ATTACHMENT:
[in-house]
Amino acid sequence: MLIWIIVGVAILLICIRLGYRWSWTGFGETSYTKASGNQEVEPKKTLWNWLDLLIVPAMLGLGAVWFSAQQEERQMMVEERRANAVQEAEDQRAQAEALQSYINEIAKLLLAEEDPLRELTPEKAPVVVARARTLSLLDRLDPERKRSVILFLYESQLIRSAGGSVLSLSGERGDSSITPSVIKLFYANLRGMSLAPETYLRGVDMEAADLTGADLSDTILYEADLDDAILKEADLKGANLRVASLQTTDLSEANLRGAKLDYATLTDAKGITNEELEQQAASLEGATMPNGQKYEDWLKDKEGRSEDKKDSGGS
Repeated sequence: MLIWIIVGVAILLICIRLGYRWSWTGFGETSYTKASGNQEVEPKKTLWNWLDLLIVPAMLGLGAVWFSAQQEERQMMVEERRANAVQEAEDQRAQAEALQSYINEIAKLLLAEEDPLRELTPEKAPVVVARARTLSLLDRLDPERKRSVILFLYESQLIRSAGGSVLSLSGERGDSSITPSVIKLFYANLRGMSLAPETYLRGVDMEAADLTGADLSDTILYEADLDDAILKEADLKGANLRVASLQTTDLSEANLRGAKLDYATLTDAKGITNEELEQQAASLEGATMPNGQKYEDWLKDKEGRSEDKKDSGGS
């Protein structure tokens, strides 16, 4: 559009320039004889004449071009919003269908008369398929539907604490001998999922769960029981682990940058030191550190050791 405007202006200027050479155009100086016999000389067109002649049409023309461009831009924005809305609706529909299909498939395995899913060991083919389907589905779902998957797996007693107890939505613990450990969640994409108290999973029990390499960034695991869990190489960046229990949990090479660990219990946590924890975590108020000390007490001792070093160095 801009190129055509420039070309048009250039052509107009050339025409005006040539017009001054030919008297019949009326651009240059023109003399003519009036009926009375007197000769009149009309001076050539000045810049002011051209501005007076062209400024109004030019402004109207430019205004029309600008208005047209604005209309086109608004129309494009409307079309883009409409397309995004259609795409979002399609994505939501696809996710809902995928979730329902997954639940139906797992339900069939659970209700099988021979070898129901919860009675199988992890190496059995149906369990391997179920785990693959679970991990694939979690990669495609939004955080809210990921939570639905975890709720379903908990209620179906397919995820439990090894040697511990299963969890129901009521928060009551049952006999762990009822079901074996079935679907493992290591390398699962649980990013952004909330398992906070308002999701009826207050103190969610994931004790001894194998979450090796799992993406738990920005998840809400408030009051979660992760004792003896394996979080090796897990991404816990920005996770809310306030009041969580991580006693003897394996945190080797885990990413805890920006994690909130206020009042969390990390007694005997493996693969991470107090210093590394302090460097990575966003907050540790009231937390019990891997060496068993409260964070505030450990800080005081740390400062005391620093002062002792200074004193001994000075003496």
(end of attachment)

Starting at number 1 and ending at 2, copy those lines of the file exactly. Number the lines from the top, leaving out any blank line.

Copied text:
[in-house]
Amino acid sequence: MLIWIIVGVAILLICIRLGYRWSWTGFGETSYTKASGNQEVEPKKTLWNWLDLLIVPAMLGLGAVWFSAQQEERQMMVEERRANAVQEAEDQRAQAEALQSYINEIAKLLLAEEDPLRELTPEKAPVVVARARTLSLLDRLDPERKRSVILFLYESQLIRSAGGSVLSLSGERGDSSITPSVIKLFYANLRGMSLAPETYLRGVDMEAADLTGADLSDTILYEADLDDAILKEADLKGANLRVASLQTTDLSEANLRGAKLDYATLTDAKGITNEELEQQAASLEGATMPNGQKYEDWLKDKEGRSEDKKDSGGS